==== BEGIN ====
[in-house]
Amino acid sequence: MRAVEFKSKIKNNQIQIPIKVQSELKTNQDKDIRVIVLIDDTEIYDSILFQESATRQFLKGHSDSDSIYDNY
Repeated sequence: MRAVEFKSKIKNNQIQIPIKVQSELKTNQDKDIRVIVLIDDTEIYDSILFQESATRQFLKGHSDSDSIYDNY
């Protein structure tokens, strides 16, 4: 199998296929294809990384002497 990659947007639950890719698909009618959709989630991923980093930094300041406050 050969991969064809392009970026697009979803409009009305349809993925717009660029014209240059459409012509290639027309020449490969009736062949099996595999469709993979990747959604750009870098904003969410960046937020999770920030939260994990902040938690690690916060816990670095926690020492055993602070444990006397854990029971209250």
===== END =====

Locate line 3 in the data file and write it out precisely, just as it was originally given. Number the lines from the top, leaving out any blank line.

Repeated sequence: MRAVEFKSKIKNNQIQIPIKVQSELKTNQDKDIRVIVLIDDTEIYDSILFQESATRQFLKGHSDSDSIYDNY